Working Group on the Novel: Victoria Zurita, Comparative Literature Department, Dissertation Chapter

Thu April 30th 2020, 6:00pm
Event Sponsor
Center for the Study of the Novel

Respondent: Lisa Surwillo, Professor and Chair of ILAC, Stanford

Abstract of the Dissertation Project:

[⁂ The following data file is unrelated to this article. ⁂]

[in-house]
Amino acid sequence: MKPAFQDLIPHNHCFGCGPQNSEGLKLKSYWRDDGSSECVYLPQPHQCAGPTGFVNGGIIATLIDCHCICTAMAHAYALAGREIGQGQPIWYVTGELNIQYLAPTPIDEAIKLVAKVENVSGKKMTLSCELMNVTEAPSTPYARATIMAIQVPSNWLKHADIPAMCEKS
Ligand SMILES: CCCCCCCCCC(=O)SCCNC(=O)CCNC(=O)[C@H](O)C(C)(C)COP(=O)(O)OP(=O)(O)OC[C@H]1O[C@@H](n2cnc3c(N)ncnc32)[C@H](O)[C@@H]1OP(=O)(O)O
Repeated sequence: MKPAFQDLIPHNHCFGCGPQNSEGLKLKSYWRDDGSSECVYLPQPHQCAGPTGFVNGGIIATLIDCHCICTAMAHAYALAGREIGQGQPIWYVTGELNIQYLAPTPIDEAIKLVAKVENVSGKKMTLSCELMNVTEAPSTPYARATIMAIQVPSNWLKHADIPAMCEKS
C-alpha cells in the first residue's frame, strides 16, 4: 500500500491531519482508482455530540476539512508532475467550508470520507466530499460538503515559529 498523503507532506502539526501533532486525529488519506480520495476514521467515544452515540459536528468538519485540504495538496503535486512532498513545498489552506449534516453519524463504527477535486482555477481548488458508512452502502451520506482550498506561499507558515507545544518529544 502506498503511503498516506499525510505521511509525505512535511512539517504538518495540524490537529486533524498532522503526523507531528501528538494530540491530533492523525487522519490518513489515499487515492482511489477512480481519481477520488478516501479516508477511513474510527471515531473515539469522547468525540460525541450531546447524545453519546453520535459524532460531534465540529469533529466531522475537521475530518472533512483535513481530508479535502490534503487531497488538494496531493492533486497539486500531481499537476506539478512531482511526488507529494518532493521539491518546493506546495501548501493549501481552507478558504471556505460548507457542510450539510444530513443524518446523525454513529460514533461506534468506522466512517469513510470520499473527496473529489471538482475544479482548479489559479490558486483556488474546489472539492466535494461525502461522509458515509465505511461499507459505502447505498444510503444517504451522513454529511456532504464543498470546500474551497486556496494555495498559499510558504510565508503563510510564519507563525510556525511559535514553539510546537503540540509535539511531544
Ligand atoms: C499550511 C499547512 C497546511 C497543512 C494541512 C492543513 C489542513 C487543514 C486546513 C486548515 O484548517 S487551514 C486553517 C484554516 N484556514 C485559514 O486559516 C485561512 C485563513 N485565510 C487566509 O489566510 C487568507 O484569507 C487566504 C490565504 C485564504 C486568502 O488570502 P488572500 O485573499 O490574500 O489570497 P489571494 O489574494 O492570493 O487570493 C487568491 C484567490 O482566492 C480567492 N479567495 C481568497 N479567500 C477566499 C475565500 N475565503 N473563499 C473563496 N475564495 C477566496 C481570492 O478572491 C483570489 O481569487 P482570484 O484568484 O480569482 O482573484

A rebours and De sobremesa recount a period in the life of two consummate bachelors who spend the better part of their days admiring their collections of extraordinary objects, traveling to lands real and imagined, and exercising their sickly sensitivities. Both novels share a significant amount of thematic and structural similarities. Both are steeped in the language of pathology, mysticism, and melancholy that characterizes decadent literature. These similarities, however, give way to astonishing deviations, as the medical and religious discourses describing the subjectivities of the two protagonists encounter situated notions of heredity, national history, and gender. My paper traces the intellectual genesis of these variations on a turn-of-the-century literary figure: the collector. Inspired by scholarship at the intersection of literary studies and global intellectual history (Regenia Gagnier, Christopher Hill), I hope to show how connections between form and local intellectual environments challenge prevailing narratives about the relationship between literary modernization and modernity. In a time where a rather simple view of this relationship serves to justify the global expansion of some Anglo-American subfields, putting the traditional labels of European historiography to the test of non-European contexts might lead us away from expansion and encourage more careful and inclusive redefinitions